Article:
On this day, I am excited to host one of my favourite authors on the blog! The Watermight Thief has been one of my best reads so much so that I reached out to the author to host the cover reveal for the sequel, The Thunderbird Queen! I’ve had so much fun reading Jordan Rivet’s works that I invited her for a guest post on Camillea Reads. Today, Jordan is giving us some writing tips for our bookworms!

🌺 Check out my review for The Watermight Thief by Jordan Rivet


You can’t be a writer without adoring reading.

Fantasy was my first love. As a kid, I followed the well-tread fantasy reading path from C.S. Lewis’s Narnia to the worlds of Lloyd Alexander and J.K. Rowling and then Tolkien’s Middle Earth. Every page introduced me to magical creatures and daring heroes and drew me further into vivid worlds full of unrestrained magic. By my teens, I was six books into Robert Jordan’s Wheel of Time series with no hope of escape.

I’m now an author with fifteen books under my belt (ten in the fantasy genre). I learn something from everything I read, but a few books have influenced my writing in especially strong and lasting ways. To celebrate the publication of my latest YA fantasy, The Thunderbird Queen, I’d like to share the books that’ve had the biggest impact on my writing journey. 

Wheel of Time – Immersive Worldbuilding

First, of course, is the Wheel of Time series. Robert Jordan’s fifteen-book epic includes a prequel and the three books Brandon Sanderson wrote after Robert Jordan’s death. It’s among the most complete and immersive fantasy worlds ever constructed, demonstrating just how far world building can go. My books aren’t doorstoppers like the WoT books, but I strive to create an immersive experience so my world feels real beyond the boundaries of the story. 

Rebel of the Sands – Perfect Pacing

The next series that has influenced my writing is Alwyn Hamilton’s Rebel of the Sands trilogy. I had already published a few YA fantasy books when I first read this series, and it stuck out as an excellent example of pacing in a YA novel. I was hooked from the first action-packed chapter, and I’ve tried to learn from Hamilton’s pacing to improve my work ever since.

Emperor’s Edge – Sharp Dialogue, Clean Prose

I’m a Lindsay Buroker fangirl, especially for her Emperor’s Edge steampunk fantasy series. These books are pure fun, with snappy dialogue and characters I still think about all the time. The writing itself flows exceptionally well, and the clean, accomplished prose inspires me to make every word count. 

Six of Crows – Fully Developed Characters 

Leigh Bardugo’s popular Six of Crows novel influenced my writing at an important time. I tend to write fast-paced fantasy, and I was in danger of skimming over important character development moments in an effort to keep readers turning pages. Then I read Six of Crows. Leigh Bardugo takes the time to slow down and fully develop each character without sacrificing momentum. This book prompted me to develop characters worth rooting for and reminded me that quiet moments can be just as affecting as the big action scenes.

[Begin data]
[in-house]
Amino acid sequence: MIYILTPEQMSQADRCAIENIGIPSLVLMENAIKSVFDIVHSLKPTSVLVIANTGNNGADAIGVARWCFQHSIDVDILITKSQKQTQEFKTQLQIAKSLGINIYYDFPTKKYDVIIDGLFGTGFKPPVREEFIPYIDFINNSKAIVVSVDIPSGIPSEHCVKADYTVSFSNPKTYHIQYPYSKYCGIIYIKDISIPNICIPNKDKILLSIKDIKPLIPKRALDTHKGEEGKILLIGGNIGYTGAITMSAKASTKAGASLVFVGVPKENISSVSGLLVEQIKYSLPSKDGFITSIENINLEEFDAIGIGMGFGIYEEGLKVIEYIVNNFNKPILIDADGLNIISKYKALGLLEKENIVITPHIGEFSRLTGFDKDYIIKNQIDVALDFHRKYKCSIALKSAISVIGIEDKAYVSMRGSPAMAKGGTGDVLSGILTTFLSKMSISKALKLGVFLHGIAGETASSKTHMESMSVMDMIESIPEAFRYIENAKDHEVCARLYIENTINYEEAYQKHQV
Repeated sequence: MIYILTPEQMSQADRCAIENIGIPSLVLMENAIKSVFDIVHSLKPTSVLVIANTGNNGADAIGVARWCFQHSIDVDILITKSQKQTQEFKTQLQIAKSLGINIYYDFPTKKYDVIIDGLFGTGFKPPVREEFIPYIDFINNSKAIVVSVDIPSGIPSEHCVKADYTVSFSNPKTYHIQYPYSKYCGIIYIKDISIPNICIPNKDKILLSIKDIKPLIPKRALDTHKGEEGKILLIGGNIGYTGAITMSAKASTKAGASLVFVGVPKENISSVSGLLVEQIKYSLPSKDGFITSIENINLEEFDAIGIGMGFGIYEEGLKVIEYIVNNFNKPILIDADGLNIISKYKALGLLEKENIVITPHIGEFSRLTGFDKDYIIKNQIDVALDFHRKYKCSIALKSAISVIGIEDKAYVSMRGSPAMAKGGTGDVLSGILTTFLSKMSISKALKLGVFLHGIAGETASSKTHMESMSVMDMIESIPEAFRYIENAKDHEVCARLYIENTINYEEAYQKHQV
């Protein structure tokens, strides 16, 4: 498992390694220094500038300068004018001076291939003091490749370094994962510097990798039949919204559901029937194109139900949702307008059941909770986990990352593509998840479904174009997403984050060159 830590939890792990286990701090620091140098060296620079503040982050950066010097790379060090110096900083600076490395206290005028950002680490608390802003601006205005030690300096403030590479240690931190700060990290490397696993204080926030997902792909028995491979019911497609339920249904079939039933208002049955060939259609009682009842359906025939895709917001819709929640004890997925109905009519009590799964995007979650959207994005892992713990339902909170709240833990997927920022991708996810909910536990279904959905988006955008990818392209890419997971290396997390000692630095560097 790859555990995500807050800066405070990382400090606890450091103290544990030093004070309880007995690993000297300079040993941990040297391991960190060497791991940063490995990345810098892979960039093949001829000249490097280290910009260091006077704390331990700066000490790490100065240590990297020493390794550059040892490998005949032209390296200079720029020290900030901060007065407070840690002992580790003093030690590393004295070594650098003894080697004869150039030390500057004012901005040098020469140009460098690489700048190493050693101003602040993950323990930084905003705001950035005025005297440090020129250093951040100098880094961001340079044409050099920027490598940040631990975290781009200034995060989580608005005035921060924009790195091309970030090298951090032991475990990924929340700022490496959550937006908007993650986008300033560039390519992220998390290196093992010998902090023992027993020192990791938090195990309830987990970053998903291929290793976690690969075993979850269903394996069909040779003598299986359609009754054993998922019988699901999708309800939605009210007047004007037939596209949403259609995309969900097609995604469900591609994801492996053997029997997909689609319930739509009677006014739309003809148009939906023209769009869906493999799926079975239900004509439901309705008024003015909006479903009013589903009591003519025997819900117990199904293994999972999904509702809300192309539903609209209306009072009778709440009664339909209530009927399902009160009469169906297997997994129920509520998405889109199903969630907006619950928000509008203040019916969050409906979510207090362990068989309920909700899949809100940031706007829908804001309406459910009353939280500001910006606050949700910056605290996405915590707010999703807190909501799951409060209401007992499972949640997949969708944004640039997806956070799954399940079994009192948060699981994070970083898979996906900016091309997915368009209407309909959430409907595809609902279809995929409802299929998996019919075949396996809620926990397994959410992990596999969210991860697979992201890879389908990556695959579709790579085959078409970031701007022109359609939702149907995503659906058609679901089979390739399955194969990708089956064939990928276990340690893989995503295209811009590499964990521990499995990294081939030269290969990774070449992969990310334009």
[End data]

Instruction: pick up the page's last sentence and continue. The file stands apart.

The Night Circus – Flawed Magic

The Night Circus by Erin Morgenstern is one of my very favorite books. The plot loses steam a bit at the end, but I don’t care. The circus is enchanting and magical, and I want to return to it again and again. It satisfies my deepest needs as a fantasy fan and reminds me that a story doesn’t have to be perfect for readers to love it. All it needs is the right kind of magic.

Writing Like a Reader

As a writer, I’m always trying to improve. I pay attention to what works for me as a reader and study how to recreate the same experience in my books. But the clearest sign of a good book is if it pulls me so far into the world that I stop paying to attention to the writing. If I can get lost in another author’s world, even with my critical writer brain on, that’s when I’ve found something great. 



Jordan Rivet Author Photo BW

Jordan Rivet is an American author of swashbuckling YA fantasy and post-apocalyptic adventures. Her series include Steel and Fire, Empire of Talents, and The Fire Queen’s Apprentice. Originally from Arizona, she lives in Hong Kong with her husband. When she’s not writing, Jordan likes to read, travel, binge-watch TV shows, and eat other people’s cooking. 

Follow the author on her website

Twitter: @Jordan_Rivet

Instagram: @Jordan_Rivet_Books





Welcome to Pendark, a city of murky canals, brutal gladiator fights, and sorcerers who feud over access to the silvery magical substance known as Watermight. 

Tamri is a scrappy magic thief who’s trying to get her grandmother out of this festering swamp of a city. But when a quick score involving a dragon goes wrong, she’s shipped off to a distant mountaintop kingdom where the legendary Fire Queen is starting a school for magic wielders. 

The King of Pendark suspects the Fire Queen is up to something more dangerous than training young wielders, and he orders Tamri to find out the truth. If she fails, neither she nor her grandmother will survive the school year. 





Which book has helped your writing skills? Would you read The Watermight Thief?

If you enjoy my work here at Camillea Reads, consider helping me with my medications and savings by donating to my ko-fi! 


  1. Erin Tweed says:

    I think Neil Gaiman books have helped me develop my prose and Six of Crows has helped with character building! You are so right that that duology has the best written characters ever. I love Inej the most. My boyfriend has been steadily reading the giant Wheel of Time series and loves it but I am admittedly intimidated by the size of the books and the series itself.


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